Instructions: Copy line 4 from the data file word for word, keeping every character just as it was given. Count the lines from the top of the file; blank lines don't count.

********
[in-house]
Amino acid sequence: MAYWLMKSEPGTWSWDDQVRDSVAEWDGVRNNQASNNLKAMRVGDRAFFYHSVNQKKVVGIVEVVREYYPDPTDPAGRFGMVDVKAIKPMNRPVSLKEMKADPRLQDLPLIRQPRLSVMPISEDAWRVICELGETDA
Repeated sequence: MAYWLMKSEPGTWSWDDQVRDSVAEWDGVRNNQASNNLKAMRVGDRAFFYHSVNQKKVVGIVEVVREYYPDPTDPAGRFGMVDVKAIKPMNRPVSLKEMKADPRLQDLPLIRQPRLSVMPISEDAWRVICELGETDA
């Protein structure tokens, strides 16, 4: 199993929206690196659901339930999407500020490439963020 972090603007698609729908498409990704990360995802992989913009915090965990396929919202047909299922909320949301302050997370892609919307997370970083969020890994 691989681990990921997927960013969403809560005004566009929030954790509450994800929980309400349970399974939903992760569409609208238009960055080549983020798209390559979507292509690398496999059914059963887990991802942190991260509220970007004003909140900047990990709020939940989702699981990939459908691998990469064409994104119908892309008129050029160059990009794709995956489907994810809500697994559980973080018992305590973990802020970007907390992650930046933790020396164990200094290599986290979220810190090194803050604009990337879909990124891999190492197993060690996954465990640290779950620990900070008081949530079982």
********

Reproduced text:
């Protein structure tokens, strides 16, 4: 199993929206690196659901339930999407500020490439963020 972090603007698609729908498409990704990360995802992989913009915090965990396929919202047909299922909320949301302050997370892609919307997370970083969020890994 691989681990990921997927960013969403809560005004566009929030954790509450994800929980309400349970399974939903992760569409609208238009960055080549983020798209390559979507292509690398496999059914059963887990991802942190991260509220970007004003909140900047990990709020939940989702699981990939459908691998990469064409994104119908892309008129050029160059990009794709995956489907994810809500697994559980973080018992305590973990802020970007907390992650930046933790020396164990200094290599986290979220810190090194803050604009990337879909990124891999190492197993060690996954465990640290779950620990900070008081949530079982």